The Memorable 2003 Villain Role That Was Written For Demi Moore

Demi Moore has starred in several blockbuster triumphs throughout the years. From Ghost with Patrick Swayze and Whoopi Goldberg to G.I. Jane, Disclosure, and Mr. Brooks, the actor has jumped across genres. 

From action adventures to romantic dramas and comedies, Moore has done it all. Yet, not every role was written with the actor in mind — specifically designed for her look and approach to the art. Back in 2003, Demi Moore played the primary antagonist in Charlie’s Angels: Full Throttle — a role that, according to co-star Drew Barrymore, was written for Moore. 

Drew Barrymore talks about Demi Moore and ‘Charlie’s Angels: Full Throttle’

During an interview upload by HollywoodArchive about the sequel to Charlie’s Angels, Bernie Mac, Drew Barrymore, Demi Moore, Lucy Liu, and others involved in the production sat down to discuss the film. 

Barrymore explained that Madison Lee — the once-angel turned antagonist — was designed for Moore only. She said: 

It was only Demi Moore. The part was written for her. It was only ever supposed to be for her. 

While those involved in the production knew they wanted Moore, Moore had to think about it just a little, despite being very excited to take on the role.

Moore said she had to “hold out telling” her daughters that playing such a character was a possibility. She knew if she told them that she would have received “way too much pressure at home” to take on the role.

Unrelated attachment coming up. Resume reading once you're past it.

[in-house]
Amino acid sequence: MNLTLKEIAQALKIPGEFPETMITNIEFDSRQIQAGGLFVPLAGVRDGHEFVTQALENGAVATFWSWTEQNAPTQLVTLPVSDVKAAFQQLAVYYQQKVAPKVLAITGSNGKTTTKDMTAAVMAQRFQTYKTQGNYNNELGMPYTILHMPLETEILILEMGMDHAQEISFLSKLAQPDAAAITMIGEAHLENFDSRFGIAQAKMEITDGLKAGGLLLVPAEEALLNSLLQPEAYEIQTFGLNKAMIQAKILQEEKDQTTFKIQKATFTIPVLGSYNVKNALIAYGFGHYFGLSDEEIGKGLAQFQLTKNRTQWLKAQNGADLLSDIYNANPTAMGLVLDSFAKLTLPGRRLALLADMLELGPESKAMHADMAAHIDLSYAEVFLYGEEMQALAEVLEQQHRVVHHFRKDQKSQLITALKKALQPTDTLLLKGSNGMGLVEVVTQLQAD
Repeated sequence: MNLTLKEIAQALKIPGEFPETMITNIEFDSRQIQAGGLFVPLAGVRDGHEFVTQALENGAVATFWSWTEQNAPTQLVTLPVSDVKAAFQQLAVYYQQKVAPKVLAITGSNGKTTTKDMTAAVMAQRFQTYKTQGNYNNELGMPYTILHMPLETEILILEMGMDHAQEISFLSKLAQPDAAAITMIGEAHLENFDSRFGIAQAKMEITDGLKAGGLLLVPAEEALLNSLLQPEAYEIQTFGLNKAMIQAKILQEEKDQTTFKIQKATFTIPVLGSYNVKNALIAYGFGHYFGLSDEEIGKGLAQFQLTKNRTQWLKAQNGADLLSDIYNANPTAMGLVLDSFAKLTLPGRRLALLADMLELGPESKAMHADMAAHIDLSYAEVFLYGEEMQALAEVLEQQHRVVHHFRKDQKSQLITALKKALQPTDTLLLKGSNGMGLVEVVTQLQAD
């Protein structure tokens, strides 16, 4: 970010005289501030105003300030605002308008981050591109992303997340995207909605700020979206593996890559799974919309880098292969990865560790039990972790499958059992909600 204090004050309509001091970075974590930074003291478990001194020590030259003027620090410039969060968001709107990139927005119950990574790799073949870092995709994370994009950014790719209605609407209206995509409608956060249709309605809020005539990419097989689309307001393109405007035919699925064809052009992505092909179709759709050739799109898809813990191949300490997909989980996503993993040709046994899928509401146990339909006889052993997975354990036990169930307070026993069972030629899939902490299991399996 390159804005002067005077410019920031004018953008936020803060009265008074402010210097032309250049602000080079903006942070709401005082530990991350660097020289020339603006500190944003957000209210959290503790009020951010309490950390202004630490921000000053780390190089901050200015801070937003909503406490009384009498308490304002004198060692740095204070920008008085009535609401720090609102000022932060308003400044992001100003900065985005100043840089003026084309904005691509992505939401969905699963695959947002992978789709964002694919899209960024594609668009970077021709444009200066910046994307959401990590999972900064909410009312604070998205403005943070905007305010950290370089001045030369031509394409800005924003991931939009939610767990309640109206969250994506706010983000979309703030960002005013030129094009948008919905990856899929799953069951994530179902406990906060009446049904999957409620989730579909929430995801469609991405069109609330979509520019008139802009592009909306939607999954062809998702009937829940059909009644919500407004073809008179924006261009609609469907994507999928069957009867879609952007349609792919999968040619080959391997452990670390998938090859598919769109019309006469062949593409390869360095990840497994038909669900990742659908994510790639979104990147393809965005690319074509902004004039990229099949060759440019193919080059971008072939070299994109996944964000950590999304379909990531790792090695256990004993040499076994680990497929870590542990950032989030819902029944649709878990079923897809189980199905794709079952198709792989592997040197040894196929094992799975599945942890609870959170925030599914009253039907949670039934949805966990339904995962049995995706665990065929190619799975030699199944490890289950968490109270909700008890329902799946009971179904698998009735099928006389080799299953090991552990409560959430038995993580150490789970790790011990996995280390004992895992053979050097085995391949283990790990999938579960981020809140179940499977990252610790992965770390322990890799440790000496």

Demi Moore talks about Madison Lee and ‘Charlie’s Angels: Full Throttle’

When talking about Full Throttle, Moore focused on the “superhuman” aspect inherent to the film, noting the feelings of empowerment associated with the work. She shared: 

You’re exploring a world that is going into levels that are slightly superhuman. It’s very empowering. It’s exciting and it’s fun. 

As for her “superhuman abilities,” not only could Madison and the Angels seemingly jump several feet in the air and snap their own bones back into place, Madison was also able to predict “Carmine DeSoto’s every move by using the Cosmo Bedside astrologer.” In short, no ability was too far-fetched, no genius too unrealistic, as her character also won the Nobel Prize in astrophysics.

Moore enjoyed the role, and those in front of and behind the camera were happy to have her. She had the vibe necessary to stand up to the angels — to pose an equally formidable challenge. And, what better identity for an antagonist than someone who represents a direct foil to the heroes? 

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